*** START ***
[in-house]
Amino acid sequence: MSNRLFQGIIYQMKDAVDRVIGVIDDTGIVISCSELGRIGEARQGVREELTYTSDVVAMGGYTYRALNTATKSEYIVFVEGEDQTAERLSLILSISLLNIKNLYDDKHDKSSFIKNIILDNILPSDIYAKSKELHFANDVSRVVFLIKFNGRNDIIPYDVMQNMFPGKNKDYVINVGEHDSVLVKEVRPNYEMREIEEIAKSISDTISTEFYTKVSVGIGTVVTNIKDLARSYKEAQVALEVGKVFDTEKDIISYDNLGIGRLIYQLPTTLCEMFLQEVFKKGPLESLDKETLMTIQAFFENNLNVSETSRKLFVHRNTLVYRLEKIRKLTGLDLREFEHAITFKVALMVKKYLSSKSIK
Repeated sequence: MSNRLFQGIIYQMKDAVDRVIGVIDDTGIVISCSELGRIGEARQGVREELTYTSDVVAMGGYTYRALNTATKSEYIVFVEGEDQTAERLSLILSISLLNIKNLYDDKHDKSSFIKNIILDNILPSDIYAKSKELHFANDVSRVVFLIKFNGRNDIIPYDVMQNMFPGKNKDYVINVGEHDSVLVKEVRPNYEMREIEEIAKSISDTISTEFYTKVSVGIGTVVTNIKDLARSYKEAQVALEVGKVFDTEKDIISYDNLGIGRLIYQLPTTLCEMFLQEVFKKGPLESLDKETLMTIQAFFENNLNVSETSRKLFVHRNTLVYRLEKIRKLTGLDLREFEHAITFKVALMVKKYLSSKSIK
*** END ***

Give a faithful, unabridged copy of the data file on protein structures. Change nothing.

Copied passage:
[in-house]
Amino acid sequence: MSNRLFQGIIYQMKDAVDRVIGVIDDTGIVISCSELGRIGEARQGVREELTYTSDVVAMGGYTYRALNTATKSEYIVFVEGEDQTAERLSLILSISLLNIKNLYDDKHDKSSFIKNIILDNILPSDIYAKSKELHFANDVSRVVFLIKFNGRNDIIPYDVMQNMFPGKNKDYVINVGEHDSVLVKEVRPNYEMREIEEIAKSISDTISTEFYTKVSVGIGTVVTNIKDLARSYKEAQVALEVGKVFDTEKDIISYDNLGIGRLIYQLPTTLCEMFLQEVFKKGPLESLDKETLMTIQAFFENNLNVSETSRKLFVHRNTLVYRLEKIRKLTGLDLREFEHAITFKVALMVKKYLSSKSIK
Repeated sequence: MSNRLFQGIIYQMKDAVDRVIGVIDDTGIVISCSELGRIGEARQGVREELTYTSDVVAMGGYTYRALNTATKSEYIVFVEGEDQTAERLSLILSISLLNIKNLYDDKHDKSSFIKNIILDNILPSDIYAKSKELHFANDVSRVVFLIKFNGRNDIIPYDVMQNMFPGKNKDYVINVGEHDSVLVKEVRPNYEMREIEEIAKSISDTISTEFYTKVSVGIGTVVTNIKDLARSYKEAQVALEVGKVFDTEKDIISYDNLGIGRLIYQLPTTLCEMFLQEVFKKGPLESLDKETLMTIQAFFENNLNVSETSRKLFVHRNTLVYRLEKIRKLTGLDLREFEHAITFKVALMVKKYLSSKSIK